M and I feel strongly about the environment and have been transitioning to more environmentally friendly cleaning products and post-consumer recycled products.I think more people generally are doing this and, as is the case, there is more discussion about means and motives. Perhaps the silliest thing I’ve seen was a shocked and horrified article (I don’t remember where) that people and companies who were pushing buying green and organic were making money off it! …Apparently still in the mindset that if you’re making money on it, then it can’t be a real “cause”…

Lee’s point and the article it cites are important warnings. Being environmentally friendly isn’t just about buying a whole bunch more things. After all, when it comes to “green” cleaning products, it’s amazing how much you can do with vinegar and lemon juice… ;-)

CWOB Continues at the Cafe

My latest post on CWOB is up at the Episcopal Cafe.

It seems like all I’m posting over there recently is material on CWOB… That certainly wasn’t my original intent. I was brought on to write primarily “spirituality” stuff like my posts on the canticles and psalms and on the place of liturgy in the Anglican life.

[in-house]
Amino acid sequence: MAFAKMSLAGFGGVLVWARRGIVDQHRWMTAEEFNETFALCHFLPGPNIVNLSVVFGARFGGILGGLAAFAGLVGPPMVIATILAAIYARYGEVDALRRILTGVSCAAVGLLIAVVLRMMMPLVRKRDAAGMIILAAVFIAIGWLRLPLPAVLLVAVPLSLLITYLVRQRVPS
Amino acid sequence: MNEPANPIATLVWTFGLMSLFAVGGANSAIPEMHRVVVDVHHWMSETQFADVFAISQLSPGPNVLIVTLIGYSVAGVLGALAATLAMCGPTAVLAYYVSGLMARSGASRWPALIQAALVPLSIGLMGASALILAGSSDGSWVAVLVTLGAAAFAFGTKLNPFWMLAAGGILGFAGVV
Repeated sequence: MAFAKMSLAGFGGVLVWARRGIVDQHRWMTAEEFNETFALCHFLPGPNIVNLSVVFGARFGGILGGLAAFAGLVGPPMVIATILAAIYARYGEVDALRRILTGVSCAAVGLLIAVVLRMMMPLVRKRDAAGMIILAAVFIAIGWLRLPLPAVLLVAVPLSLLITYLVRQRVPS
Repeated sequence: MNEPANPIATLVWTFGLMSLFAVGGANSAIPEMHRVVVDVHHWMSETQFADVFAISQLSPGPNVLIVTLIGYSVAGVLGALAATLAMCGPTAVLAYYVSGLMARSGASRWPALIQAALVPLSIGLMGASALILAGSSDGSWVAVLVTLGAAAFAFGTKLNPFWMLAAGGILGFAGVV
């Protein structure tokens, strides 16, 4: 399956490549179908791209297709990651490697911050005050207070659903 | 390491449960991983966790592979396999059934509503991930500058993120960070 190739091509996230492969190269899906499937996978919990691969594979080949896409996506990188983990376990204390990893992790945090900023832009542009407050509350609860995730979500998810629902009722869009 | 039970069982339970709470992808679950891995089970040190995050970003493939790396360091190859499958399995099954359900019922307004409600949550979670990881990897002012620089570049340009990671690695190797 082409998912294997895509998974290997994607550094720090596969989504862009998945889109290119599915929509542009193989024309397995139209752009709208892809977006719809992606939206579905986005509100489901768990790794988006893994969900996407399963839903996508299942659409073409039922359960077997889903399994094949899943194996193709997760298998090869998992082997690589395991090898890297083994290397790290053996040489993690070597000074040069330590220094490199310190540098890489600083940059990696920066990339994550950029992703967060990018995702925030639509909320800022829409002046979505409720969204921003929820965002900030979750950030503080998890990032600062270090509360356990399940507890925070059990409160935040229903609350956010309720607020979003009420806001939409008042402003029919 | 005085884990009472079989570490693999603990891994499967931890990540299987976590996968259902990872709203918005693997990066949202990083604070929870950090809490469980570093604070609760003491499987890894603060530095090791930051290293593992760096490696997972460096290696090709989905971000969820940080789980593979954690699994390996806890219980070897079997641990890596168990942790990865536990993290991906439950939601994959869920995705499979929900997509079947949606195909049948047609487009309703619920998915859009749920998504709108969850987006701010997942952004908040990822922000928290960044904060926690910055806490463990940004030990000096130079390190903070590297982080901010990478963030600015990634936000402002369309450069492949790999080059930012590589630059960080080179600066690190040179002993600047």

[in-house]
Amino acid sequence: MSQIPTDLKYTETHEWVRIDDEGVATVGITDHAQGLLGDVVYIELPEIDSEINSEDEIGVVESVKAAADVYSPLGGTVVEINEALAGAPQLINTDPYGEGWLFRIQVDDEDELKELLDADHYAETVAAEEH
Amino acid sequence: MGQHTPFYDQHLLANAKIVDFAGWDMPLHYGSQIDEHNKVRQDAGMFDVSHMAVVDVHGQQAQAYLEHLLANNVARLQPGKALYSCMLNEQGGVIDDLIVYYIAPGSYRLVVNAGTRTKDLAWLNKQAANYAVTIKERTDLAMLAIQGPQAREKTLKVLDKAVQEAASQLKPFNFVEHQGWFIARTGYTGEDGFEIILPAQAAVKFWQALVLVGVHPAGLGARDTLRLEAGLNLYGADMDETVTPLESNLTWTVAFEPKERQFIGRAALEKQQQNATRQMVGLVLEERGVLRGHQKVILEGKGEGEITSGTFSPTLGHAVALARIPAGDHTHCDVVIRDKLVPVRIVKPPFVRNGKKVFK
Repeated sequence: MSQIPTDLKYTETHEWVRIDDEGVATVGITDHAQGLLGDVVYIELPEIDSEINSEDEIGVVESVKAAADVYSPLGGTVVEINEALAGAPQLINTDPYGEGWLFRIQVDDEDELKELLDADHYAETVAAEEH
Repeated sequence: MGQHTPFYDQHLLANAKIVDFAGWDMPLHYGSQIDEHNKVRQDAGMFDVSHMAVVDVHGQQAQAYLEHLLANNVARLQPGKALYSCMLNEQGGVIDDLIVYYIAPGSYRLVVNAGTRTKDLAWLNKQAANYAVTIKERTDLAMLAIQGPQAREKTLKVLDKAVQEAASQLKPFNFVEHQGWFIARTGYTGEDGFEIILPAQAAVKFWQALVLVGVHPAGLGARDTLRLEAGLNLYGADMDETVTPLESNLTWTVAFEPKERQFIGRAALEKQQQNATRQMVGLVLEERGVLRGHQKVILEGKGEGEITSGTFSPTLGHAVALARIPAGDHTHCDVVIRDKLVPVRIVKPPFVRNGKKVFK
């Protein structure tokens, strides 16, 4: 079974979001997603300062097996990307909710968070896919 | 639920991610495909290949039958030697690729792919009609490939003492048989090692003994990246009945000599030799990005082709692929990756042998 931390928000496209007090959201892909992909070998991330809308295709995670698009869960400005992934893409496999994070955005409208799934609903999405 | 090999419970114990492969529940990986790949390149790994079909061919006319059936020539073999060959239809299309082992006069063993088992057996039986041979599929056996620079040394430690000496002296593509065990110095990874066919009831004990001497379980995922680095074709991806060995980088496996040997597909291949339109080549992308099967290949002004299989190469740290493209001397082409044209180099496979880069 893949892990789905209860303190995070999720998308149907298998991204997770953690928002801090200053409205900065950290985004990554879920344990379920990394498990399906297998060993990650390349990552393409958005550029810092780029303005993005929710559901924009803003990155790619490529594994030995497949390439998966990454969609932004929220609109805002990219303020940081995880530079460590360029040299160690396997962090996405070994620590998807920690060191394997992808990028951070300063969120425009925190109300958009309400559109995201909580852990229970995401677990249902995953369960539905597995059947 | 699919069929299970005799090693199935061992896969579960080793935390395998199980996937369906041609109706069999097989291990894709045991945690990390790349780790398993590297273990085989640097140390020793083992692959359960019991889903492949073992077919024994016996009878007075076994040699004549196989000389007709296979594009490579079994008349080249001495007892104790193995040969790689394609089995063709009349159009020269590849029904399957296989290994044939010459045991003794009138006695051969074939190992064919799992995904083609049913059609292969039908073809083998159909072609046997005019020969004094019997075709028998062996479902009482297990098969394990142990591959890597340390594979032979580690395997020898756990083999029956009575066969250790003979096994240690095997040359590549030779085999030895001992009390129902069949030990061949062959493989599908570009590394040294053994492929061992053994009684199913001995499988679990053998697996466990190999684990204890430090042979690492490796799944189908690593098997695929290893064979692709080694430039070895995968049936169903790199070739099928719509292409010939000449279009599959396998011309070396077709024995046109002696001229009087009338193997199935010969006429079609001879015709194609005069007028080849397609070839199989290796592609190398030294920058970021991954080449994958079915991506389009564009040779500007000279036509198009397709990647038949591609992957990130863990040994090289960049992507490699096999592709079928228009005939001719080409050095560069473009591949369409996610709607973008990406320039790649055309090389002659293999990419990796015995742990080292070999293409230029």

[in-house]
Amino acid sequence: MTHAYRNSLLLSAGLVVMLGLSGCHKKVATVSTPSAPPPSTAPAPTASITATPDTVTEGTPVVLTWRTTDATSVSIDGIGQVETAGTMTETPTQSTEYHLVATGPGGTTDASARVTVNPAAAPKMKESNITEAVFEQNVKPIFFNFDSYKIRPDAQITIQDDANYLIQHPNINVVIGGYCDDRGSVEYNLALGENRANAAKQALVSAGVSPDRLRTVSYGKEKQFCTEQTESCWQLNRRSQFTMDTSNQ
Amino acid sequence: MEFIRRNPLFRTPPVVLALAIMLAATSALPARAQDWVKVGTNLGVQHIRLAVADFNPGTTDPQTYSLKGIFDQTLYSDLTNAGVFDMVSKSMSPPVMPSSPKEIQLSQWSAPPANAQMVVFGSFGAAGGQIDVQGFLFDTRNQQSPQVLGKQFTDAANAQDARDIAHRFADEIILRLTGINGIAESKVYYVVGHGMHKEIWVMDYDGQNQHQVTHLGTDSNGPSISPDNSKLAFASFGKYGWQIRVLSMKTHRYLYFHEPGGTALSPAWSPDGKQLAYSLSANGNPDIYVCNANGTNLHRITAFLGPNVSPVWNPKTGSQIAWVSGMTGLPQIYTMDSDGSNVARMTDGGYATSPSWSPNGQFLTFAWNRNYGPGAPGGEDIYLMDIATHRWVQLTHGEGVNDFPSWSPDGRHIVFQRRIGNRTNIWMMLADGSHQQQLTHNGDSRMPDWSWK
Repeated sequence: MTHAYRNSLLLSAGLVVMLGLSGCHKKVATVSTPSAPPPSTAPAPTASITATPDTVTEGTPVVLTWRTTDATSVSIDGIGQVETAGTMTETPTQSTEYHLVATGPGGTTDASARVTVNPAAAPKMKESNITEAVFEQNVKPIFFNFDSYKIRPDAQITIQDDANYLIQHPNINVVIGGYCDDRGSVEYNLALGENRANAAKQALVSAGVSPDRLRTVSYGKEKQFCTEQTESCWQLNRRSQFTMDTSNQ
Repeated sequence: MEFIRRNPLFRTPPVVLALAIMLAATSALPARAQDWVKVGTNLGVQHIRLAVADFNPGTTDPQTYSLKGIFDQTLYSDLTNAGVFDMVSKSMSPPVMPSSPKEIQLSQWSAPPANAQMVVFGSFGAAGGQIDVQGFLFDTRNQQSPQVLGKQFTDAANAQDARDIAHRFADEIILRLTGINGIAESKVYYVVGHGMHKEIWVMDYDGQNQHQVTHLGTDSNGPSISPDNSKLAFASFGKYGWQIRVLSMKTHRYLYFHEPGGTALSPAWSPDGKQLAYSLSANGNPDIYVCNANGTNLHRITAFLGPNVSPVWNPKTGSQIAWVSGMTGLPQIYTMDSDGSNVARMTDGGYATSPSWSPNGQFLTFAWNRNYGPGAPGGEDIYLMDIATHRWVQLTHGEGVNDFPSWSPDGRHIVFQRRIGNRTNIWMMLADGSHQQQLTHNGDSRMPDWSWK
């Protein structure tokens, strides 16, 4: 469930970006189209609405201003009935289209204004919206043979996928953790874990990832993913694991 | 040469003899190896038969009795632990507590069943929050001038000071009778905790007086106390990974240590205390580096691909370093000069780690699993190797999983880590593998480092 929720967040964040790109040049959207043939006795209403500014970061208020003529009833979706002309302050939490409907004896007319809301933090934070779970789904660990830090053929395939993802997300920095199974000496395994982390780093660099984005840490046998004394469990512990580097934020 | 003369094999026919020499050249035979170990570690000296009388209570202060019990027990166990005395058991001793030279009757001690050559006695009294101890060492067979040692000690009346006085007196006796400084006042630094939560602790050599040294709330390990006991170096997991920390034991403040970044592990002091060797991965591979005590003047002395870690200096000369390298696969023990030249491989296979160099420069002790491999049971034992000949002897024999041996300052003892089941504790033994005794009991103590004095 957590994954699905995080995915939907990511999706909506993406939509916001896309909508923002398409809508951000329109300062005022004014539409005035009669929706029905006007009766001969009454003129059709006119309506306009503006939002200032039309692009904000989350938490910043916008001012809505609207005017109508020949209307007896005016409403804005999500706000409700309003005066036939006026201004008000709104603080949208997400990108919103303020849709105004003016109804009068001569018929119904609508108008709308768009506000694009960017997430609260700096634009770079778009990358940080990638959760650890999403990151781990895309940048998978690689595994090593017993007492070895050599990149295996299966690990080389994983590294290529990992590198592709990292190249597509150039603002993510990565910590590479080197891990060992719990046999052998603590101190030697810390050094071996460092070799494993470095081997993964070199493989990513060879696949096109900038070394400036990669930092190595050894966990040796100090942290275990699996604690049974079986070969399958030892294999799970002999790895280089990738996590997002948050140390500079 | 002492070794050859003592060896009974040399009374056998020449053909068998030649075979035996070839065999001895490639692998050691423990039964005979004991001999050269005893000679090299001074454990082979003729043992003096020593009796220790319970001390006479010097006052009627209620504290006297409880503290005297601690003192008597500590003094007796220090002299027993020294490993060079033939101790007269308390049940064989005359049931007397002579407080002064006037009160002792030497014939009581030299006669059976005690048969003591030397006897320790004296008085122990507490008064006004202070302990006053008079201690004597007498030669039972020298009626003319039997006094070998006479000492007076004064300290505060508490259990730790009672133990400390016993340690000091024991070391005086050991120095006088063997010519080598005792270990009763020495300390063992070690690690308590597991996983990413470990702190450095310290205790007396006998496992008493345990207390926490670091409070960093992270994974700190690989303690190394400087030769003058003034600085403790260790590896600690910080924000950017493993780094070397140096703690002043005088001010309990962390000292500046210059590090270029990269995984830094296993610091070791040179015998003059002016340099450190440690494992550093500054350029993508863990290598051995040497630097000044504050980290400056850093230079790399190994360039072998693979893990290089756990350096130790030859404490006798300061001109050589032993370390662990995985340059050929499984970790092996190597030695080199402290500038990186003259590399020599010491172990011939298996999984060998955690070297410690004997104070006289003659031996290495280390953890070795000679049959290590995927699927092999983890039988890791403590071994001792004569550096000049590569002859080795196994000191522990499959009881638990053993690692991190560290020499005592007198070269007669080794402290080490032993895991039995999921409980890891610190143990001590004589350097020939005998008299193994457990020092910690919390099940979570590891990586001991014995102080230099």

After a series of comments on a post there I had conceived a three post series that turned into four–this current item is the next to last. So, one more post then I’m moving on to other topics…

Eight Plainsong Masses (OJN)

I now have posted eight plainsong masses that Fr. John-Julian arranged, setting the words of the Rite II BCP to medieval settings. Please feel free to not just reference these but to use them as well.

The graduals, sequence, and tracts mentioned on the title page coordinate with the old BCP calendar; with the change to the RCL they are now out of date. Replacements are in the works but will not be available for quite a while…

One hindrance to the use of the masses may be that they—like the other files on the page—are in square-note plainsong notation. While square-note is (and should be) considered normative for writing plainsong, it clearly requires a congregation familiar with it—and few these days are. If anyone has the software and capability to transcribe these masses into the modern form of stemless notation used in contemporary hymnals to write chant (like the material in the front service music section of the ’82 Hymnal), please do so that these masses may be more broadly used and known.